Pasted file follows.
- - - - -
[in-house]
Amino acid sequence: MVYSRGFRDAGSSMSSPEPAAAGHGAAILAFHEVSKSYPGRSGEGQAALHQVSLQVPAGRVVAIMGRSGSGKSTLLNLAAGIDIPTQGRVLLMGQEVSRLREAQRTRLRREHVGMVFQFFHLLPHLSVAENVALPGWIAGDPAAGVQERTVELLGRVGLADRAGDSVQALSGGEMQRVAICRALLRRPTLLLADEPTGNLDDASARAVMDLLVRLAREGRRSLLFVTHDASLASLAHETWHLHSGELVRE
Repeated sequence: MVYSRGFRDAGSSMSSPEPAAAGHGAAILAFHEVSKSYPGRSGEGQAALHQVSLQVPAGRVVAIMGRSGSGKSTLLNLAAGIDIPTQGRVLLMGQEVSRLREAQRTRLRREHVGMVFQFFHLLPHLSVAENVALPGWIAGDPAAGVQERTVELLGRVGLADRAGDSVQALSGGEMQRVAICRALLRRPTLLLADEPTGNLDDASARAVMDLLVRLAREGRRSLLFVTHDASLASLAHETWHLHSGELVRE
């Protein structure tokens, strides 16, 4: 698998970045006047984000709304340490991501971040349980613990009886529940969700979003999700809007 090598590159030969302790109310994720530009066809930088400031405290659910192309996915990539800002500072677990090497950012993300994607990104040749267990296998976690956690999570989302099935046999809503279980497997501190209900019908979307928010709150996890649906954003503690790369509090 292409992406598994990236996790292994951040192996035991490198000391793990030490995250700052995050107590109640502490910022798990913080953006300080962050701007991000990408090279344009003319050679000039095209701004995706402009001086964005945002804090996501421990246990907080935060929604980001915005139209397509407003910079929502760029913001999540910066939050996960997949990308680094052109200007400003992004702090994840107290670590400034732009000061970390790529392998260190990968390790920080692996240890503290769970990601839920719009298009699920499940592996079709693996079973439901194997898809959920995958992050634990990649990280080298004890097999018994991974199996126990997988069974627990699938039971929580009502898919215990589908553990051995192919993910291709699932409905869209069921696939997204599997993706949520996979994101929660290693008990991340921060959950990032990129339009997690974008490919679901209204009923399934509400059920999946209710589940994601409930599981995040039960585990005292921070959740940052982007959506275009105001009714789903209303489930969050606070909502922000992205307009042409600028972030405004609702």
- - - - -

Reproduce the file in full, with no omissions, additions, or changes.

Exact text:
[in-house]
Amino acid sequence: MVYSRGFRDAGSSMSSPEPAAAGHGAAILAFHEVSKSYPGRSGEGQAALHQVSLQVPAGRVVAIMGRSGSGKSTLLNLAAGIDIPTQGRVLLMGQEVSRLREAQRTRLRREHVGMVFQFFHLLPHLSVAENVALPGWIAGDPAAGVQERTVELLGRVGLADRAGDSVQALSGGEMQRVAICRALLRRPTLLLADEPTGNLDDASARAVMDLLVRLAREGRRSLLFVTHDASLASLAHETWHLHSGELVRE
Repeated sequence: MVYSRGFRDAGSSMSSPEPAAAGHGAAILAFHEVSKSYPGRSGEGQAALHQVSLQVPAGRVVAIMGRSGSGKSTLLNLAAGIDIPTQGRVLLMGQEVSRLREAQRTRLRREHVGMVFQFFHLLPHLSVAENVALPGWIAGDPAAGVQERTVELLGRVGLADRAGDSVQALSGGEMQRVAICRALLRRPTLLLADEPTGNLDDASARAVMDLLVRLAREGRRSLLFVTHDASLASLAHETWHLHSGELVRE
């Protein structure tokens, strides 16, 4: 698998970045006047984000709304340490991501971040349980613990009886529940969700979003999700809007 090598590159030969302790109310994720530009066809930088400031405290659910192309996915990539800002500072677990090497950012993300994607990104040749267990296998976690956690999570989302099935046999809503279980497997501190209900019908979307928010709150996890649906954003503690790369509090 292409992406598994990236996790292994951040192996035991490198000391793990030490995250700052995050107590109640502490910022798990913080953006300080962050701007991000990408090279344009003319050679000039095209701004995706402009001086964005945002804090996501421990246990907080935060929604980001915005139209397509407003910079929502760029913001999540910066939050996960997949990308680094052109200007400003992004702090994840107290670590400034732009000061970390790529392998260190990968390790920080692996240890503290769970990601839920719009298009699920499940592996079709693996079973439901194997898809959920995958992050634990990649990280080298004890097999018994991974199996126990997988069974627990699938039971929580009502898919215990589908553990051995192919993910291709699932409905869209069921696939997204599997993706949520996979994101929660290693008990991340921060959950990032990129339009997690974008490919679901209204009923399934509400059920999946209710589940994601409930599981995040039960585990005292921070959740940052982007959506275009105001009714789903209303489930969050606070909502922000992205307009042409600028972030405004609702």